Metformin is intended for long-term use and is the most frequently prescribed Type 2 diabetes medication in the world, but it is not without side effects. Like other Type 2 diabetes and prediabetes medications, metformin is associated with a long list of side effects, some of which are serious. 

However, the medication has a shorter list of side effects than other medications in its class. The long list of side effects contributes to metformin having the lowest adherence rate of a group of diabetes medications examined in one study. However, it is possible to reduce the number and severity of side effects experienced while taking metformin.

Common side effects associated with metformin that usually do not require medical attention include:

  • Diarrhea
  • Bloating not from weight gain
  • Gas
  • Weight loss
  • Constipation
  • Stomach pain
  • Heartburn
  • Headache
  • Nausea or vomiting
  • Unpleasant metallic taste in the mouth

Diarrhea, nausea, and vomiting, respectively, are the most commonly experienced side effects of metformin. As patients’ bodies adjust to the medication, most side effects subside and eventually disappear, but some patients find the side effects intolerable. Patients taking the immediate-release version of the medication have been found to experience a higher likelihood of side effects than those who take the extended-release version of metformin; taking the medication with a meal also reduces the likelihood of experiencing side effects.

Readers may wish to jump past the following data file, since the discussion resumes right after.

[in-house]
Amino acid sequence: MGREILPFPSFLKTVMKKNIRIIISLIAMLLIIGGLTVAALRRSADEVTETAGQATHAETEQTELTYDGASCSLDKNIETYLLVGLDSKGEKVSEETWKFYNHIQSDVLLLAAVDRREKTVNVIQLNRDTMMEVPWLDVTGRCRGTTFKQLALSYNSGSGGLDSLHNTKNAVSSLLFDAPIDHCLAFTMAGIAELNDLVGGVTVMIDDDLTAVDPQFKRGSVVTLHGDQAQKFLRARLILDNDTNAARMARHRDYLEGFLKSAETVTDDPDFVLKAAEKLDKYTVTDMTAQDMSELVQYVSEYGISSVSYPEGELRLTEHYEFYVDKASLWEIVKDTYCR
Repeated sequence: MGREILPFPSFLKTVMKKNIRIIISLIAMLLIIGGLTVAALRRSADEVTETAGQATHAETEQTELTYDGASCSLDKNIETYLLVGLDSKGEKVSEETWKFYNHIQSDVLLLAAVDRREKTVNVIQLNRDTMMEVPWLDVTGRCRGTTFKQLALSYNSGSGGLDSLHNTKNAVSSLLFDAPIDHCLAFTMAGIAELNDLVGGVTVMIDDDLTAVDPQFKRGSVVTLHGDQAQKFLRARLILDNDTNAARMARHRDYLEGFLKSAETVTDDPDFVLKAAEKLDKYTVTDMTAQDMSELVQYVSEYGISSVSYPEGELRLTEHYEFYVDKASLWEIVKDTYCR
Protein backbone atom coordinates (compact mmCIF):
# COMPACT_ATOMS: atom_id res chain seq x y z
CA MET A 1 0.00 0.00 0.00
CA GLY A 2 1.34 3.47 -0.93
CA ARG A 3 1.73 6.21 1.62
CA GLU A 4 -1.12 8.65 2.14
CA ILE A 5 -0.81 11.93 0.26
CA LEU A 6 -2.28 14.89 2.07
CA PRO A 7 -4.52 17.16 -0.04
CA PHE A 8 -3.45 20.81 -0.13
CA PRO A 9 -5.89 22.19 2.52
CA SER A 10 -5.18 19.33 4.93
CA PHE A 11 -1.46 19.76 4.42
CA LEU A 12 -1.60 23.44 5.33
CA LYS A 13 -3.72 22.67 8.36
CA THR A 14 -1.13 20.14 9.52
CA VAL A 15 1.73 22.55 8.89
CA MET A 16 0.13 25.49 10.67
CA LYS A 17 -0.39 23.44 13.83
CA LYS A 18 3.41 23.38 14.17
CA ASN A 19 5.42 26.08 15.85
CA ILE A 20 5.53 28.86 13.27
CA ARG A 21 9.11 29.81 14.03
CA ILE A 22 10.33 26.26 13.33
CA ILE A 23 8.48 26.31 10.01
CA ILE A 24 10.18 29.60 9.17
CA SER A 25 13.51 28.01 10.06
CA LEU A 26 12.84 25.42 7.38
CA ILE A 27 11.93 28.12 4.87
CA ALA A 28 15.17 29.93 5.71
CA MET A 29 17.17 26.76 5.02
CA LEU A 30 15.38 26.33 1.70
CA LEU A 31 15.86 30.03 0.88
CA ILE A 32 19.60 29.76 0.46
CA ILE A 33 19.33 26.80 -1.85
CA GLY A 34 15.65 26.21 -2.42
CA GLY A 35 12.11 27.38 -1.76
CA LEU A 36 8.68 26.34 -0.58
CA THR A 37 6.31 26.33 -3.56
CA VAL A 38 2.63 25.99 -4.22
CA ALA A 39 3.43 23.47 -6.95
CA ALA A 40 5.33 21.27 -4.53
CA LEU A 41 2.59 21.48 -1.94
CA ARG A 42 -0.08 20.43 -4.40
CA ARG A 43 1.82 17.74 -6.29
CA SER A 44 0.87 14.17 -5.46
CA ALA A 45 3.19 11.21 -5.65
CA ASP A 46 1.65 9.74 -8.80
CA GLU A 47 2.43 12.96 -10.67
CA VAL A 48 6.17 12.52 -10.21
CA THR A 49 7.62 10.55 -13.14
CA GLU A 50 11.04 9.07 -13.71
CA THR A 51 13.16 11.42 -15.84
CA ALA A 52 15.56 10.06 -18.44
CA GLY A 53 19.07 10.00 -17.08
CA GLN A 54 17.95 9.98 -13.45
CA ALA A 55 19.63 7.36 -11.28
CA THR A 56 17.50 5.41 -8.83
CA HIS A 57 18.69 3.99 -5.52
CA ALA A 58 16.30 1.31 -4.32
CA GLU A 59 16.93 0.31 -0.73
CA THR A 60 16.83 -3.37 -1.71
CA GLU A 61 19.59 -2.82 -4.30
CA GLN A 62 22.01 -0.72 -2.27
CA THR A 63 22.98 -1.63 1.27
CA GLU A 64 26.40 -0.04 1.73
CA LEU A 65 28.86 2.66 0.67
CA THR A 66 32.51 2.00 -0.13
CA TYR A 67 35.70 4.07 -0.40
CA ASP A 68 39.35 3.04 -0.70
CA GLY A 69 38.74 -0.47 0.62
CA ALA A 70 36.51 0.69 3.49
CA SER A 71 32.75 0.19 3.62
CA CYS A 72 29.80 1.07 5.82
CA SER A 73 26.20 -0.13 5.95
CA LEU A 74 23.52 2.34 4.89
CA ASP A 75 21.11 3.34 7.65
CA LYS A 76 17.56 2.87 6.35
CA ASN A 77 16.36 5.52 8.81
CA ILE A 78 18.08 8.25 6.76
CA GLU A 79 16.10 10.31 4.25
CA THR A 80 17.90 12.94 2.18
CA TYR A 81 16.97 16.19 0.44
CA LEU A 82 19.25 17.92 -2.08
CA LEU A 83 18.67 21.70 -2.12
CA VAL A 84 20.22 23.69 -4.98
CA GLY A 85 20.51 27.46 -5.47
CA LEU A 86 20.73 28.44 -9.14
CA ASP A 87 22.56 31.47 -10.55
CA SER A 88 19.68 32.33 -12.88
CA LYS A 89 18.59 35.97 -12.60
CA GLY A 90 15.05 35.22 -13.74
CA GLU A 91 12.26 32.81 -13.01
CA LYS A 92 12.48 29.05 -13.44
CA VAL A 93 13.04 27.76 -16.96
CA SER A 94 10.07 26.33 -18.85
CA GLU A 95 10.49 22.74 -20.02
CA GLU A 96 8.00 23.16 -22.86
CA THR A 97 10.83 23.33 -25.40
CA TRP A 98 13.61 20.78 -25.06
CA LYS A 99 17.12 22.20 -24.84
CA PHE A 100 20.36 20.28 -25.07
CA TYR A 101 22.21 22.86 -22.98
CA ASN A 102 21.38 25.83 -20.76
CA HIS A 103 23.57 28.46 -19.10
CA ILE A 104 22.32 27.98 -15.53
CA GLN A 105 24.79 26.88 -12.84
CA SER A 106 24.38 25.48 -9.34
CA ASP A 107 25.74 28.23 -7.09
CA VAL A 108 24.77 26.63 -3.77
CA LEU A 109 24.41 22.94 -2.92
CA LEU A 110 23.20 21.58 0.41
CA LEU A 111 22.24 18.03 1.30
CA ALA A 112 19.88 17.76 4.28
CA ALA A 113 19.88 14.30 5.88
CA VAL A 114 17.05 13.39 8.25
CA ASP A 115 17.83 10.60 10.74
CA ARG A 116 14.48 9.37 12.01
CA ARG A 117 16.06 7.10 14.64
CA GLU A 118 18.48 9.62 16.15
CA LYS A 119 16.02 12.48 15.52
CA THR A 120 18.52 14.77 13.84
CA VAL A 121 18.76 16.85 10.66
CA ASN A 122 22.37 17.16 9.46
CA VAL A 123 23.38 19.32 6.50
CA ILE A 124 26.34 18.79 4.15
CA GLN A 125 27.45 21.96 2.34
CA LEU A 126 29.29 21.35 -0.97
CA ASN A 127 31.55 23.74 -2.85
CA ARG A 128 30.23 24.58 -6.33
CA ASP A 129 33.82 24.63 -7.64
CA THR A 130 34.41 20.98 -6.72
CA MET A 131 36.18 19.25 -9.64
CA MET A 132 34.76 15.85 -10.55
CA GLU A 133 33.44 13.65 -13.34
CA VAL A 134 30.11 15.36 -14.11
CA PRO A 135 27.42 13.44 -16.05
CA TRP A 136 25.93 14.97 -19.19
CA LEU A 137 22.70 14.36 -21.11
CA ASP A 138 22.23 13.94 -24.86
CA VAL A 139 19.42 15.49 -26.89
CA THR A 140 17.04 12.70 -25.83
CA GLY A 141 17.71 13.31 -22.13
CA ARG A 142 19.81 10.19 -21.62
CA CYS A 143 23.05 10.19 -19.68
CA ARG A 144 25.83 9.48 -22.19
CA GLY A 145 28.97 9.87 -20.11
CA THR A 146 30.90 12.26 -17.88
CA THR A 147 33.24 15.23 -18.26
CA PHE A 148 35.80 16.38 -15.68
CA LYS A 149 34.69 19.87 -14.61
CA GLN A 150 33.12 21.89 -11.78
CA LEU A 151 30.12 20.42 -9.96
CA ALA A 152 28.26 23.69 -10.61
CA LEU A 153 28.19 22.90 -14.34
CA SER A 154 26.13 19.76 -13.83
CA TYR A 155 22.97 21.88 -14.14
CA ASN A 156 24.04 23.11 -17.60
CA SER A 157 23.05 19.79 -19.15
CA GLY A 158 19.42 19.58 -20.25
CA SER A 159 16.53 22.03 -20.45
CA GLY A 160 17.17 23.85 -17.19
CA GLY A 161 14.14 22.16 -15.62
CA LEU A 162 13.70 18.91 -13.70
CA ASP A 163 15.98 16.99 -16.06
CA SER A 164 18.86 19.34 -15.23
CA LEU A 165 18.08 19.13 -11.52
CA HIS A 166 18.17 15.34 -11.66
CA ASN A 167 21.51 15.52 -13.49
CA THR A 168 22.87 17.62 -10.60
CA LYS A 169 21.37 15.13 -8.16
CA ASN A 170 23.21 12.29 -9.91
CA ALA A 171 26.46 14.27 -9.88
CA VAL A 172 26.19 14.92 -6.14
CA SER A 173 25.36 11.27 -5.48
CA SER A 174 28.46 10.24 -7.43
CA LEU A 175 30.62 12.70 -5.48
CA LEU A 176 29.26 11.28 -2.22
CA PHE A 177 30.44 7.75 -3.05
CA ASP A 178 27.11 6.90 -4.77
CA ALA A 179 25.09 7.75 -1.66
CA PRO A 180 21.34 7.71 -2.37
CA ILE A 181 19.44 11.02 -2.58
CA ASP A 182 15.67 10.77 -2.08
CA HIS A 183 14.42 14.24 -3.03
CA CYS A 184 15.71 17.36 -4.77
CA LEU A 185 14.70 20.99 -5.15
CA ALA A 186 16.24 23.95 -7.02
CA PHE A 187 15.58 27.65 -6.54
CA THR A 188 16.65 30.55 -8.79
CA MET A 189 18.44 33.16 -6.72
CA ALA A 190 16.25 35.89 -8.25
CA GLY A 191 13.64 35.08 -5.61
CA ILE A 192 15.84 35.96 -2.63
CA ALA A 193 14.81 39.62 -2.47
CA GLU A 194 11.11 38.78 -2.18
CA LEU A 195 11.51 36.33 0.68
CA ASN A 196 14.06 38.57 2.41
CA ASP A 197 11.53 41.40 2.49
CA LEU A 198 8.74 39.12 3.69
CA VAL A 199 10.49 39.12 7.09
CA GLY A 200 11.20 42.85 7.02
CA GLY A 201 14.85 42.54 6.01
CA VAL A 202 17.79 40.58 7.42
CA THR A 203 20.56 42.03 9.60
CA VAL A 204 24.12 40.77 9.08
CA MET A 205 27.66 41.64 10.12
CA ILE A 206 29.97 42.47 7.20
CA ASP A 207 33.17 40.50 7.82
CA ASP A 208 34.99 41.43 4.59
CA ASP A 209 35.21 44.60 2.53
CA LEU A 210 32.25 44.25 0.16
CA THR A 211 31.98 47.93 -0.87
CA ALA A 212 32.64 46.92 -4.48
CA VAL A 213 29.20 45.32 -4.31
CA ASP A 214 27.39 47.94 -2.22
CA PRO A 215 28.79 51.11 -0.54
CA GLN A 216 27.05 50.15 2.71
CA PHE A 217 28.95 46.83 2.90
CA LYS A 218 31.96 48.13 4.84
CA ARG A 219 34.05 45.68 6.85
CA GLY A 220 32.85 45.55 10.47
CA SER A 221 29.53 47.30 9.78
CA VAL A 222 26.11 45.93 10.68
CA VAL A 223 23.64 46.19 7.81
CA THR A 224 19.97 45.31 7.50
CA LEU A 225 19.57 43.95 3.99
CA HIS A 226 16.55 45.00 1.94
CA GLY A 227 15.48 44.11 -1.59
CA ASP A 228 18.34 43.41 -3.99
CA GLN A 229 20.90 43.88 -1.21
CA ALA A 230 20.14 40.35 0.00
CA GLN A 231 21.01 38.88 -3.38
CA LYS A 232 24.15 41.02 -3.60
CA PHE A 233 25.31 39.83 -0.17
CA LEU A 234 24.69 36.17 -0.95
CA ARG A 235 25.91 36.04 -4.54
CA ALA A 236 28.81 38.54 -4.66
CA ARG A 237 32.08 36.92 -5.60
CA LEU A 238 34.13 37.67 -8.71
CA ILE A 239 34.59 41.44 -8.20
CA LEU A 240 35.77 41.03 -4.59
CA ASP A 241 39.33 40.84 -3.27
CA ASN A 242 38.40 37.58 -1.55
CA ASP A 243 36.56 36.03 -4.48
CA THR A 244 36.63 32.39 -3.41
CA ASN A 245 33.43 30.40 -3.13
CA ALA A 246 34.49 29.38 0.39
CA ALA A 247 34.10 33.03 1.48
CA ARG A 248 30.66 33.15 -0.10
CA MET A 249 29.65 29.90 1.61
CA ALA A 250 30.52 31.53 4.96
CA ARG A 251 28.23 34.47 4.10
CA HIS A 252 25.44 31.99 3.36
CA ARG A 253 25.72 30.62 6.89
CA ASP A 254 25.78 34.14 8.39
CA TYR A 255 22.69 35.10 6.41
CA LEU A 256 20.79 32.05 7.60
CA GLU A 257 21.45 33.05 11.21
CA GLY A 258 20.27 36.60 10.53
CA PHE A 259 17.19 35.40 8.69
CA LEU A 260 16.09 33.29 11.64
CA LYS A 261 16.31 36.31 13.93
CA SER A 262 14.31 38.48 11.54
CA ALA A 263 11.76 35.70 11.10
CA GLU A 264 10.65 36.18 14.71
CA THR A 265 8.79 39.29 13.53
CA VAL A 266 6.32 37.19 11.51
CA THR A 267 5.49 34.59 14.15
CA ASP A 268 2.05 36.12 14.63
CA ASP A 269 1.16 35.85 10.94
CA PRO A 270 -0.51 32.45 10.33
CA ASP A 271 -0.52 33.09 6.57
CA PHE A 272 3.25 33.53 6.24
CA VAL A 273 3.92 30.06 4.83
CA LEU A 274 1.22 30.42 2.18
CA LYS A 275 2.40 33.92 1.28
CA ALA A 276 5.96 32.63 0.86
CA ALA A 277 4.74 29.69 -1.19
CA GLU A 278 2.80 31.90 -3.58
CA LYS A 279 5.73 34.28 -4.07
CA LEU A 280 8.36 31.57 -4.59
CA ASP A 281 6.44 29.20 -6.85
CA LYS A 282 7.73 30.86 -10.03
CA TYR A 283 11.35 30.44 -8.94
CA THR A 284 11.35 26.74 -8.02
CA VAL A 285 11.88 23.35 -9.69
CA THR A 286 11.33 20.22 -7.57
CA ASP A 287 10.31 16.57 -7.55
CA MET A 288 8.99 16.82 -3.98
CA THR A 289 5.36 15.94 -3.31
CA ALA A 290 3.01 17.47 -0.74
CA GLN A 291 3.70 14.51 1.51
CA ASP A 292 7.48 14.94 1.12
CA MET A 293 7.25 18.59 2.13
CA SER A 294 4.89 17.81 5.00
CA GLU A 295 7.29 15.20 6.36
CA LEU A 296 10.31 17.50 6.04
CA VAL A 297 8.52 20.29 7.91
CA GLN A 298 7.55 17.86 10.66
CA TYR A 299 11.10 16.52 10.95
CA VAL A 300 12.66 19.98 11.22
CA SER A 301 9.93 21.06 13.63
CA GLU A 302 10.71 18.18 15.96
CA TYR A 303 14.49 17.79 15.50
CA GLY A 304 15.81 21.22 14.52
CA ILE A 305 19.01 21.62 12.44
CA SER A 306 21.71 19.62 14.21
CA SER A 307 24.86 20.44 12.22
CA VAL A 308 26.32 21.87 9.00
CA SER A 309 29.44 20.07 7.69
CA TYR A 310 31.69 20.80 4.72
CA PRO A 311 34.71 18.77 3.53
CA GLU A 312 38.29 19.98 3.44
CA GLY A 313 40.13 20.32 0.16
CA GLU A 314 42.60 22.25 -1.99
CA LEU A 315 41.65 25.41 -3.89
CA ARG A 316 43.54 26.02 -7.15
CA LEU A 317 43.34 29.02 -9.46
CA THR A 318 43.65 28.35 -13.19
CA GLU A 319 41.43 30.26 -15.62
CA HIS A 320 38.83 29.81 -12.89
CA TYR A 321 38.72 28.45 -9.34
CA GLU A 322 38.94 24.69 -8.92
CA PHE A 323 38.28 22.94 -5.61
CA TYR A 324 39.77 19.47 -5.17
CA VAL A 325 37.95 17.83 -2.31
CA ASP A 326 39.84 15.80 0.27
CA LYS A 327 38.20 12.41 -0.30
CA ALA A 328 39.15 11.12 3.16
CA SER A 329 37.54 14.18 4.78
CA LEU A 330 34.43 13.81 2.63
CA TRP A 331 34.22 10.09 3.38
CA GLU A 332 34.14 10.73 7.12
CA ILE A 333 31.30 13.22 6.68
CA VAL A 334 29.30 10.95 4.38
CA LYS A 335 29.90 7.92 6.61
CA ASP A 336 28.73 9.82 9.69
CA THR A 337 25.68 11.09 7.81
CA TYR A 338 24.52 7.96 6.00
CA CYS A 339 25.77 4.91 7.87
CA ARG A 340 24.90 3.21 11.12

While most side effects caused by metformin are mild and do not require medical attention, some can be serious. Serious side effects caused by metformin are rare but have occurred on occasion. The most serious side effects associated with metformin are lactic acidosis, hypoglycemia, and anemia.

Lactic acidosis is a condition that occurs when people either overproduce or underuse lactic acid, creating a pH imbalance in the body. Lactic acidosis can be fatal if left untreated, but when detected early, it is treatable. Metformin contributes to a risk of lactic acidosis because it can build up in the blood. Symptoms of lactic acidosis include:

  • Feeling cold
  • Weakness
  • Decreased appetite
  • Stomach pain with any of these symptoms
  • Muscle pain
  • Flushing or sudden reddening and warmth of the skin
  • Nausea
  • Fast or slow heart rate
  • Vomiting
  • Dizziness
  • Extreme fatigue
  • Trouble breathing
  • Lightheadedness